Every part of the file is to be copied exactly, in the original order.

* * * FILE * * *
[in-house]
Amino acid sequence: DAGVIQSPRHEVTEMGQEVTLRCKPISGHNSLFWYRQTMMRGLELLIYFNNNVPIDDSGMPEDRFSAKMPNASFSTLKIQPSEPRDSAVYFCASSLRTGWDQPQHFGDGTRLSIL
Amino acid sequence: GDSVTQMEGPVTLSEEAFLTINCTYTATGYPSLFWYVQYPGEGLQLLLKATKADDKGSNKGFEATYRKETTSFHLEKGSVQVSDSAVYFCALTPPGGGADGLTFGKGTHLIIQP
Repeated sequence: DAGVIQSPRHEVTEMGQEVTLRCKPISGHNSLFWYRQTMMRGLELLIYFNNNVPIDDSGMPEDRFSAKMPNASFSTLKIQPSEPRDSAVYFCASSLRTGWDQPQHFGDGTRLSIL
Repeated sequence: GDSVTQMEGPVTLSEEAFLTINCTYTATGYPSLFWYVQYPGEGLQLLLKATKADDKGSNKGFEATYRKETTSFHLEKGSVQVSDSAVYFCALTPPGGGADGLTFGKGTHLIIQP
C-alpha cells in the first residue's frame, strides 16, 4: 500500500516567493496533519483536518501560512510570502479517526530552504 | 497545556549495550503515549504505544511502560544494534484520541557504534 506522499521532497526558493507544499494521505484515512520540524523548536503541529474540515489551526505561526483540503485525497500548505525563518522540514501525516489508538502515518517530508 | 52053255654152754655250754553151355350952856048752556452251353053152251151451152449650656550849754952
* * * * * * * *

[in-house]
Amino acid sequence: DAGVIQSPRHEVTEMGQEVTLRCKPISGHNSLFWYRQTMMRGLELLIYFNNNVPIDDSGMPEDRFSAKMPNASFSTLKIQPSEPRDSAVYFCASSLRTGWDQPQHFGDGTRLSIL
Amino acid sequence: GDSVTQMEGPVTLSEEAFLTINCTYTATGYPSLFWYVQYPGEGLQLLLKATKADDKGSNKGFEATYRKETTSFHLEKGSVQVSDSAVYFCALTPPGGGADGLTFGKGTHLIIQP
Repeated sequence: DAGVIQSPRHEVTEMGQEVTLRCKPISGHNSLFWYRQTMMRGLELLIYFNNNVPIDDSGMPEDRFSAKMPNASFSTLKIQPSEPRDSAVYFCASSLRTGWDQPQHFGDGTRLSIL
Repeated sequence: GDSVTQMEGPVTLSEEAFLTINCTYTATGYPSLFWYVQYPGEGLQLLLKATKADDKGSNKGFEATYRKETTSFHLEKGSVQVSDSAVYFCALTPPGGGADGLTFGKGTHLIIQP
C-alpha cells in the first residue's frame, strides 16, 4: 500500500516567493496533519483536518501560512510570502479517526530552504 | 497545556549495550503515549504505544511502560544494534484520541557504534 506522499521532497526558493507544499494521505484515512520540524523548536503541529474540515489551526505561526483540503485525497500548505525563518522540514501525516489508538502515518517530508 | 52053255654152754655250754553151355350952856048752556452251353053152251151451152449650656550849754952